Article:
Execs seek new strategies in hot government market
- By Jerry Grossman
- Jan 31, 2002
The emergence of the government technology sector, or GTS, as a hot investment opportunity presents important questions for owners and executives running privately held companies. These leaders are seeking insight into how increased investor interest affects both their business strategy and their exit strategy. As usual, the answer is it depends.
Overall, the U.S. economy is in recession, with many sectors suffering from soft demand and a lack of near-term, identifiable sources of growth. Lenders and investors continue to be very cautious.
But the GTS sector is on a roll. Increases in government spending in defense, homeland security and IT, coupled with outsourcing initiatives, have elevated the industry to star status. Expectations are high. Many companies, particularly those with strong capabilities and customer relationships, will deliver stronger growth over the intermediate term.
These factors are bringing new investors to the industry. For the first time in many years, institutional investors are increasing demand for GTS stocks. The limited supply of public companies in the sector has produced a demand/supply imbalance, pushing prices and price-to-earnings ratios to unprecedented levels.
Consequently, several midsize industry companies have completed Securities and Exchange Commission filings in advance of initial public offerings, with several more to follow. However, newly public companies will need to accelerate acquisition plans to sustain growth rates implied in their stock values.
The result is an increase in the number of buyers seeking companies in the $30 million to $100 million sales range. Companies with revenue of more than $100 million will receive extensive attention from the widest array of strategic and financial buyers.
For most executives, a sale of the business is the most probable exit strategy. They must, however, understand several things:
? What attributes of their company are most attractive to buyers in the market?
? What steps should be taken to increase that appeal?
? What is the best timing for an attempted sale?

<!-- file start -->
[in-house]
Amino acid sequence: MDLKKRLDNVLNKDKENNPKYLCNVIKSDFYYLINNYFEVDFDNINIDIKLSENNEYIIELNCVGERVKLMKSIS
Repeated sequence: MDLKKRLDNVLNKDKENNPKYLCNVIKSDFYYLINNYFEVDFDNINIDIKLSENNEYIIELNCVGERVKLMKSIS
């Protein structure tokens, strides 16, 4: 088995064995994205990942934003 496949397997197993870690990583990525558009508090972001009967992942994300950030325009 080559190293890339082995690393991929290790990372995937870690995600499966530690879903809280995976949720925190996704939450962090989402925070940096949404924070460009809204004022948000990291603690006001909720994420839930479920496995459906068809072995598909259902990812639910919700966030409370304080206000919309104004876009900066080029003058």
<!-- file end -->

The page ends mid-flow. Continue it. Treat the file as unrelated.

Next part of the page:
? What sale process best fits the priorities and objectives of the company, its shareholders and employees?
? Whose help do they need in this initiative, from analysis and decision-making through execution?
An analysis of about 60 GTS transactions since 1998 reveals some insights. Target companies with revenue in excess of $100 million realized transaction values at the median of 91 percent of revenue and 9.6 times earnings before interest, taxes, depreciation and amortization, or EBITDA. Companies with revenue under $100 million realized values of 65 percent of revenue and 6.9 times EBITDA, reflecting discounts of about 28 percent, relative to the larger sellers.
So size matters.
Sellers in all cash deals received, on average, pricing multiples about 20 percent below stock deals. For companies under $100 million in revenue in all cash deals, the pricing penalty was even greater, relative to stock deals with pricing discounts of over 30 percent on average. Form of consideration matters.
Among companies sold, those with EBITDA returns on revenue of 7.5 percent to 10 percent received, on average, almost 60 percent more value for revenue than those sellers delivering 5 percent to 7.5 percent EBITDA margins. Profits matter.
Clearly, a company's capabilities mix, contract base, customer relationships, management team and other factors weigh in the selling and pricing process as well. The selling process is complex and usually filled with unexpected occurrences. Hiring good advisers and doing your homework will not only increase your probability of closing a good deal, but will deliver a value 15 percent to 20 percent higher, or more.Jerry Grossman is managing director at Houlihan Lokey Howard & Zukin in McLean, Va.
Jerry Grossman is managing director at Houlihan Lokey Howard and Zukin.